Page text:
Mr. Gallagher began by noting that the SEC “has been active in its rulemaking and oversight with respect to credit rating agencies as nationally recognized statistical rating organizations (“NRSROs”).” In June 2007, the SEC adopted six rules and an application form for NRSROs pursuant to its authority under the Rating Agency Act, which was enacted by Congress in September 2006. At the end of 2007, the staff of the SEC began an examination of the three largest NRSROs. As a result of the examination, the SEC issued recommendations to the NRSROs involved and has been continuing to monitor the examined NRSROs as they address the examination findings.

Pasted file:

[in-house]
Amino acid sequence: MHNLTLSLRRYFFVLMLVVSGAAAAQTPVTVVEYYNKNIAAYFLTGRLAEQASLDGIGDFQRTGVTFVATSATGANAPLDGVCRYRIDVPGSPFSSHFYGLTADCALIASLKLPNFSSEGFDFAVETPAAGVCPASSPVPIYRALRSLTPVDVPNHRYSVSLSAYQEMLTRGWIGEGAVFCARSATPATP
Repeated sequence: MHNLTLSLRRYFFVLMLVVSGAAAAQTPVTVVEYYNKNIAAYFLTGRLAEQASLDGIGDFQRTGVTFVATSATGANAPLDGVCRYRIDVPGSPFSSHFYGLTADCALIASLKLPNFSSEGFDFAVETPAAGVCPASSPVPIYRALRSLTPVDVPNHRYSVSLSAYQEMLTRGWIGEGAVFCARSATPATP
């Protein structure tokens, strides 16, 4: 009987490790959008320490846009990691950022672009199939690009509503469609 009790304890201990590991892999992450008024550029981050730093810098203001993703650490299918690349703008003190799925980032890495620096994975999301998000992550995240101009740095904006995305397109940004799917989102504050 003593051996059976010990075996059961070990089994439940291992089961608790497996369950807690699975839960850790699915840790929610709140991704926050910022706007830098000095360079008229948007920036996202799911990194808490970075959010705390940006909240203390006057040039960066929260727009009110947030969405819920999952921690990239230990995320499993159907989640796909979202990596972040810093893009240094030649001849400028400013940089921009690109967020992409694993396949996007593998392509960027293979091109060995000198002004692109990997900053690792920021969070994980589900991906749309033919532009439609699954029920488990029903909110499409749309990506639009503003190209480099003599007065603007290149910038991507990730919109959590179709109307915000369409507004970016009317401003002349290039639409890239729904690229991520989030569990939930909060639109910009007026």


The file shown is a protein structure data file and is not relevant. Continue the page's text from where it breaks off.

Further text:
On September 17, the SEC proposed further rules “designed to (1) promote greater accountability, (2) foster competition, (3) decrease the level of undue reliance on NRSROs, and (4) empower investors to make more informed decisions.” Among other items, the new rules would create a mechanism to provide all NRSROs with access to the same information to rate structured finance products so that all NRSROs, regardless of whether they have been hired, can provide unsolicited ratings in the structured finance market. The SEC also has removed references to NRSRO credit ratings in certain of its rules and forms to try to eliminate undue reliance on those ratings by market participants.